I’m a flipper/investor and trying to figure out what to do after we sell this next flip. I hear varying opinions on what truly is a good cap rate if we decide to buy and hold next which I’m leaning towards, given our current local market. I’m curious about your opinions? Google searching is beyond cumbersome so I appreciate it if you don’t send me some link to a website and rather give me your opinions as experienced investors. Thank you in advance and i promise to return the favor with any advice i can offer as an investor/flipper and full time realtor. Thanks again.
@Stephen M. I personally look for deals where I can improve the property so that it operates at above an 8 cap. Often times my deals are purchased a really bad cap rates based on actuals (4 cap or 5 cap), but I can rapidly turn them around and get them stabilized in the first year. Cap rates are very market specific, and honestly I would be worried if a broker was selling me anything over a 7 or 8 cap in today's market. Most of the stuff I see being sold at "stablized 10 cap" really is just code for war zone.
Thanks so much John. Now this maybe a stupid question, but what makes say a 4 or 5 a bad cap rate? Of course you want to maximize your ROR, but is 7 or 8 the magic number based on the ROR in a property as opposed to placing in say an annuity? I see a lot of 7 or 8 numbers as the threshold so I'm curious why it's 7/8 an not say 4/5?
If you're dealing with residential properties then cap rate has little relevance. Cap rate is more of a valuation/risk metric (more on this later). I notice when people use the term cap rate on BP, especially in regards to residential properties (i.e. where it is not even all that relevant), they really mean some kind of performance measure. In this case they mean yield, so they ask questions such as - what's a good cap rate? what's a minimum cap rate would you accept? etc. In this case, my 1 cent would be - a good performance metric in residential properties would be something like Cash on Cash, IRR, payback, etc.
As briefly referred to above, cap rate is more of market wide valuation/risk metric for commercial properties, so it's not even all the relevant in residential (1-4 unit properties). When investors invest in commercial properties they invest in the income (NOI) of the properties and cap rate is a metric that measures how attractive the NOI is in a particular market, given the risks associated with those properties. The attractiveness of the NOI is reflected by how many dollars an investor is willing to pay for each dollar of NOI. So conceptually, cap rate is really a measure of investors' attitude or sentiments towards the commercial properties in a particular area. In market areas with excellent outlook (i.e. good demographics, high income, growing economy) investors will bid up properties (i.e. offering more) because they expect rents will increase therefore NOI will increase. The more they bid up properties the lower the "cap rate" goes (i.e. you can observe this just by doing the math on the formula NOI/value). So for those of you who think the higher the cap rate the better, this doesn't make sense because low cap rate markets are always markets with excellent outlook. This goes back to the first paragraph - when cap rate is used as a performance measure then something doesn't make sense.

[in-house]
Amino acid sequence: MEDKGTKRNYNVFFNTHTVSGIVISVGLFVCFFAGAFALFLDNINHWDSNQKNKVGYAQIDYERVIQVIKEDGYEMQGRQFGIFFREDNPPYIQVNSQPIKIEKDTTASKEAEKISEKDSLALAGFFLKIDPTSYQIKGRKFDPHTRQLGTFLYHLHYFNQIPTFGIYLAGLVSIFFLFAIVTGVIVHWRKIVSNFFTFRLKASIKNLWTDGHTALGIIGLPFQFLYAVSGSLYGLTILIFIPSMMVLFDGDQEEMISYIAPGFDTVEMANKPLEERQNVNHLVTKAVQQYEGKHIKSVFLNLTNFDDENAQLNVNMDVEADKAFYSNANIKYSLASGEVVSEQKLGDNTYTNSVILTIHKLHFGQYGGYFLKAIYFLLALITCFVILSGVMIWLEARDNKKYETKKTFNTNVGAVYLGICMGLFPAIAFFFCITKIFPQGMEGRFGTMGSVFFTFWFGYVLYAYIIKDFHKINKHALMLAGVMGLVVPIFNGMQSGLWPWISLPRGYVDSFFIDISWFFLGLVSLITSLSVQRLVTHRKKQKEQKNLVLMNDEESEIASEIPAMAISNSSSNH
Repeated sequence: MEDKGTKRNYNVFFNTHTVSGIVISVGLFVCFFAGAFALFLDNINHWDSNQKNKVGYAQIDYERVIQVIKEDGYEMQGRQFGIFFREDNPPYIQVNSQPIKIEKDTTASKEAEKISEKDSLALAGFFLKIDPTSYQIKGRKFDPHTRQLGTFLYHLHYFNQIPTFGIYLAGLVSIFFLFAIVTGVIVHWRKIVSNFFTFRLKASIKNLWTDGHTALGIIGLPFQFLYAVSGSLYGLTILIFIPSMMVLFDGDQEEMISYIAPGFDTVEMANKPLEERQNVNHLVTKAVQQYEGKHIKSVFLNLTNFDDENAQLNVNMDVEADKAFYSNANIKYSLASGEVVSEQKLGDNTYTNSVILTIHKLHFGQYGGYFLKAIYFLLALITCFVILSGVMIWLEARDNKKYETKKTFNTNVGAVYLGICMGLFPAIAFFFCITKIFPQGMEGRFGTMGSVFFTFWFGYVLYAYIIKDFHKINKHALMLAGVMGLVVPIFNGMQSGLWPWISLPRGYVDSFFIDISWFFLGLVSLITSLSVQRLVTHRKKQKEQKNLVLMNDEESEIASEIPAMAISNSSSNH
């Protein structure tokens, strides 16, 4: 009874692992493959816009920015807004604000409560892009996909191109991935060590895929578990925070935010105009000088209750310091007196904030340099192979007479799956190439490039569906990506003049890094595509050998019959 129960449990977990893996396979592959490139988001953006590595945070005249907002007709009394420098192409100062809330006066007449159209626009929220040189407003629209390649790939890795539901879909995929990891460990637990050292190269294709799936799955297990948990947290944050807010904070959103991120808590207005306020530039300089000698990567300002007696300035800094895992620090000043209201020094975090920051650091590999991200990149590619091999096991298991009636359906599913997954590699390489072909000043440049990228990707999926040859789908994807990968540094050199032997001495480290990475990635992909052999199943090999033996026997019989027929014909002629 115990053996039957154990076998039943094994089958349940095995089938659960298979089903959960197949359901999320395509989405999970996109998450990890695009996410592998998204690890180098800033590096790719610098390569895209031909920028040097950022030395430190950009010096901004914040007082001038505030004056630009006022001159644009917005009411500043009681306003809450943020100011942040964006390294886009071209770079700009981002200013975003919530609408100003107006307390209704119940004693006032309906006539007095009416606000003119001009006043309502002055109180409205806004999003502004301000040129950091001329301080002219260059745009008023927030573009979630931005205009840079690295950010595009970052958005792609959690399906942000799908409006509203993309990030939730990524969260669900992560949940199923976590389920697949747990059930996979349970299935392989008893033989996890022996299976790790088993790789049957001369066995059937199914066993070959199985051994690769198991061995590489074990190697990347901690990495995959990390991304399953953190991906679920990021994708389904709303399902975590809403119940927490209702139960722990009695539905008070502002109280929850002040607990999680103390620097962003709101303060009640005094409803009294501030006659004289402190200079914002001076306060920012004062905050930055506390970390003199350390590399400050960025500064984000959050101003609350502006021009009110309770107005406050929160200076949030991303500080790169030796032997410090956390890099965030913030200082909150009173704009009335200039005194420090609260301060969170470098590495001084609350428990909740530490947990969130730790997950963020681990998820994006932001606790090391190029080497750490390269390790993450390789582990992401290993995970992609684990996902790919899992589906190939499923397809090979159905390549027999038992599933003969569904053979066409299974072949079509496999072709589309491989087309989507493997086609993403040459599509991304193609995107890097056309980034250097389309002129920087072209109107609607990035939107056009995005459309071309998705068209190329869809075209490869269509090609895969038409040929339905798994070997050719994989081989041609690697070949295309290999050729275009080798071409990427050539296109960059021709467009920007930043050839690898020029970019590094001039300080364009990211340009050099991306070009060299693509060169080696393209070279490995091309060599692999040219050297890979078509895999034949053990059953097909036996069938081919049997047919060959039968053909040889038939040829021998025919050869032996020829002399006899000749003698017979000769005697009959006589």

The reality is cap rate is NOT a performance measure so there really is no "good" cap rate. There really shouldn't be a "minimum" cap rate that an investor should accept. Cap rate should just not be used that way.
I agree with Immanuel Sibero. I always look at the cash on cash return. Before the financial crisis in 2008, it was not unusual to get a 30% cash on cash return. Those days are long gone, although there are exceptions. Rate of return should always be proportional to the level of risk. If the risk is low, it is not reasonable to expect a high rate of return.
Thanks everyone for your guidance. I really appreciate it and it all makes sense to me. I did a deal recently for a client and the seller was all about his "cap rate" on his investment condo for which is why I questioned the relevancy of it.
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